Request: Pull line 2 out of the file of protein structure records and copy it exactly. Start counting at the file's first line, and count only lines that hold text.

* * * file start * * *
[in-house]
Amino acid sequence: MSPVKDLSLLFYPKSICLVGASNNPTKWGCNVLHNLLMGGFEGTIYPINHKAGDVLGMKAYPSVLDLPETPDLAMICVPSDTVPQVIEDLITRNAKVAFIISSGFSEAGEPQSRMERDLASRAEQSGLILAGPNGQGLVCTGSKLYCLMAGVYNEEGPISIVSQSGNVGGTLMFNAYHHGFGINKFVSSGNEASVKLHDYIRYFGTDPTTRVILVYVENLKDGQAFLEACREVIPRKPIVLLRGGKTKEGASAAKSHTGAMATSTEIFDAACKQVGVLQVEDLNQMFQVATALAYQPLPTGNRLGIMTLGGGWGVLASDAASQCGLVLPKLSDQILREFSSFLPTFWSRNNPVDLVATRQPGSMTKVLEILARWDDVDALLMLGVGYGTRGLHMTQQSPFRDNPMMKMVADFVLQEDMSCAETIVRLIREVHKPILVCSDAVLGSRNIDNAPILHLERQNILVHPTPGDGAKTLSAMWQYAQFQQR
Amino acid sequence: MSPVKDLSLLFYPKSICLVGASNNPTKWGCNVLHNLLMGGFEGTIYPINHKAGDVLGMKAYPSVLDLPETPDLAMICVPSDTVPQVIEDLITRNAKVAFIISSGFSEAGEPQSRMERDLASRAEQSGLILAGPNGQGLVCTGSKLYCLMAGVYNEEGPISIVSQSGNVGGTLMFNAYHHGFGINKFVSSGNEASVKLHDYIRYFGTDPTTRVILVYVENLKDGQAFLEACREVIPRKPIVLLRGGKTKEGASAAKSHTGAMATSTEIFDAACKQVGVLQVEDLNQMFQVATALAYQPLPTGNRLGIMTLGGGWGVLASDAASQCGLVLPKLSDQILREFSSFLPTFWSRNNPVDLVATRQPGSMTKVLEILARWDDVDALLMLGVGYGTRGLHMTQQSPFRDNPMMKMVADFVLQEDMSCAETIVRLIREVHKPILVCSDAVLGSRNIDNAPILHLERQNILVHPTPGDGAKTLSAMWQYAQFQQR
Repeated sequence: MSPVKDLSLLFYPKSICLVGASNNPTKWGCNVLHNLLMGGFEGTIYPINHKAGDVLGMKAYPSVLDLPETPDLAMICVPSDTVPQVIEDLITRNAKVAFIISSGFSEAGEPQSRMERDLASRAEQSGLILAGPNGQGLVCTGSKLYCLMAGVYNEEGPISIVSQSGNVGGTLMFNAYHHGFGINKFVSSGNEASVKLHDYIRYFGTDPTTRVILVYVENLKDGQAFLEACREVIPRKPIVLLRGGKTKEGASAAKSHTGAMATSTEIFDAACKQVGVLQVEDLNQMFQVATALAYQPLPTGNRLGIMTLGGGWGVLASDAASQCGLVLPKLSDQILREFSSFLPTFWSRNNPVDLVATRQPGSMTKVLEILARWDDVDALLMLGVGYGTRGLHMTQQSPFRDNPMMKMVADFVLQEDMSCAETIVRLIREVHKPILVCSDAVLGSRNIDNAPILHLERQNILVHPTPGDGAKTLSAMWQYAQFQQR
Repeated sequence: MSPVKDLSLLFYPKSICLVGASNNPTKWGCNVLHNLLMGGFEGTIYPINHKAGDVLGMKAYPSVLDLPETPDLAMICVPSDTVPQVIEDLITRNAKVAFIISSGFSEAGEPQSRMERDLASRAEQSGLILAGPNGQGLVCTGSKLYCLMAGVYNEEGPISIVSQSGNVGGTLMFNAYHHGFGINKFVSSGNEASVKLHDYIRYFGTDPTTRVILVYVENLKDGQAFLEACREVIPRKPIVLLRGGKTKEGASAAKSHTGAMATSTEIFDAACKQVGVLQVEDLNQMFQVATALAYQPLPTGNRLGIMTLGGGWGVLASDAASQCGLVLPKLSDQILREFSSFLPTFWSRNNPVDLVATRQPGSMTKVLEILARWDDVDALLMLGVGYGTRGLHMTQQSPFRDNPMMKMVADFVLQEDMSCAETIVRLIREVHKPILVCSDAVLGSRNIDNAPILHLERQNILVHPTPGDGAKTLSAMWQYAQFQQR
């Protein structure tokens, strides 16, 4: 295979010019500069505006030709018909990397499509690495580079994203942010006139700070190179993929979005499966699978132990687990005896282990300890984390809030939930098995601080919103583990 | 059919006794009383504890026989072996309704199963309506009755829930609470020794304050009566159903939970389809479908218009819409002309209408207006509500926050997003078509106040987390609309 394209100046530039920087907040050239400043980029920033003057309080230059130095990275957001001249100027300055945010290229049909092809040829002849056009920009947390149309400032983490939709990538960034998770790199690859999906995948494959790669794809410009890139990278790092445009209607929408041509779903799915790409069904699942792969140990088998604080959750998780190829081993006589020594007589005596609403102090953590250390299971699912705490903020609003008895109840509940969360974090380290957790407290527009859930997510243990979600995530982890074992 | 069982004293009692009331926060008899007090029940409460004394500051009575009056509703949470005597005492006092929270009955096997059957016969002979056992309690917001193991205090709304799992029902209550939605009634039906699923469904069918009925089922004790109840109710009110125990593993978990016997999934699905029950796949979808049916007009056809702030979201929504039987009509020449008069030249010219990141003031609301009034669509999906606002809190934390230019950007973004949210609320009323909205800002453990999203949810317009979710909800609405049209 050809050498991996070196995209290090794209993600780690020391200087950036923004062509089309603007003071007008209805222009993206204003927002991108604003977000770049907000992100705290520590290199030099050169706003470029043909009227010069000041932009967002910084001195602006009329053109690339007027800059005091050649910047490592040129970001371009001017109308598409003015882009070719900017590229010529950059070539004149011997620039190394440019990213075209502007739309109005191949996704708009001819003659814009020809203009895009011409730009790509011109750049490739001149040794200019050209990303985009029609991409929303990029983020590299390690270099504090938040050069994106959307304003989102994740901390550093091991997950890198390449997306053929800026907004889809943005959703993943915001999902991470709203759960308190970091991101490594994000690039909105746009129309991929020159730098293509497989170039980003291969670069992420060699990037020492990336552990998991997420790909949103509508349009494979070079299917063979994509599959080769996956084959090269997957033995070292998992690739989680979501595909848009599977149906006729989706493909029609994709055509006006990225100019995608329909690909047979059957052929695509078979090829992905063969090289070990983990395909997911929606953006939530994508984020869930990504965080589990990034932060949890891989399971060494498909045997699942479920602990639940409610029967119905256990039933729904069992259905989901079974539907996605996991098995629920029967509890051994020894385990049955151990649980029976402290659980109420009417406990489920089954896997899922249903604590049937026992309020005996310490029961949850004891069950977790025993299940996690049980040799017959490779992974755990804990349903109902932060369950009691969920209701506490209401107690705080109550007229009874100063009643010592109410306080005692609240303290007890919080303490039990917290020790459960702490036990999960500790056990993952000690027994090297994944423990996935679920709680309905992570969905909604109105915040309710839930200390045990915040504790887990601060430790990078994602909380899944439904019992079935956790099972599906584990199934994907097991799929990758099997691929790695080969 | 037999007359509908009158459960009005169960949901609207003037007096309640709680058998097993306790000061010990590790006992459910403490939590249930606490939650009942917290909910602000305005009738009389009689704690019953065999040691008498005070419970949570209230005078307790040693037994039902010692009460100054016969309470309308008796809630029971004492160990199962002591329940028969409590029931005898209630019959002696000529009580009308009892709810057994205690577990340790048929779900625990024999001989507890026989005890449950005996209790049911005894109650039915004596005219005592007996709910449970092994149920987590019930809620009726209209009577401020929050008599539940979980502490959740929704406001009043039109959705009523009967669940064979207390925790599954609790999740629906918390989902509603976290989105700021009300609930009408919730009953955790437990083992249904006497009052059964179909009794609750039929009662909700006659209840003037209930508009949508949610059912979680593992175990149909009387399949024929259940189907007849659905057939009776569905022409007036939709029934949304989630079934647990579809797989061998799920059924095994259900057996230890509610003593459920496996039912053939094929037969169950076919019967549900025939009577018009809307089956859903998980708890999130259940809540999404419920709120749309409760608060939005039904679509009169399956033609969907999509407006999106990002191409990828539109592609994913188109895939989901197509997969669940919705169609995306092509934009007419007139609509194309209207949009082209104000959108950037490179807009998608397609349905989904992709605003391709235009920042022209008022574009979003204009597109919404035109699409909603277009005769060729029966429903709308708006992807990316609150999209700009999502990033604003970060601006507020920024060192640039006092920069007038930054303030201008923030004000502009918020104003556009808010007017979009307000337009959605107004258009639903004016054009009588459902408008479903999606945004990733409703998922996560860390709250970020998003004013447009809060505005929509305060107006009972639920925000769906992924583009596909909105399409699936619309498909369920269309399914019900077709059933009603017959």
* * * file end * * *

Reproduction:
Amino acid sequence: MSPVKDLSLLFYPKSICLVGASNNPTKWGCNVLHNLLMGGFEGTIYPINHKAGDVLGMKAYPSVLDLPETPDLAMICVPSDTVPQVIEDLITRNAKVAFIISSGFSEAGEPQSRMERDLASRAEQSGLILAGPNGQGLVCTGSKLYCLMAGVYNEEGPISIVSQSGNVGGTLMFNAYHHGFGINKFVSSGNEASVKLHDYIRYFGTDPTTRVILVYVENLKDGQAFLEACREVIPRKPIVLLRGGKTKEGASAAKSHTGAMATSTEIFDAACKQVGVLQVEDLNQMFQVATALAYQPLPTGNRLGIMTLGGGWGVLASDAASQCGLVLPKLSDQILREFSSFLPTFWSRNNPVDLVATRQPGSMTKVLEILARWDDVDALLMLGVGYGTRGLHMTQQSPFRDNPMMKMVADFVLQEDMSCAETIVRLIREVHKPILVCSDAVLGSRNIDNAPILHLERQNILVHPTPGDGAKTLSAMWQYAQFQQR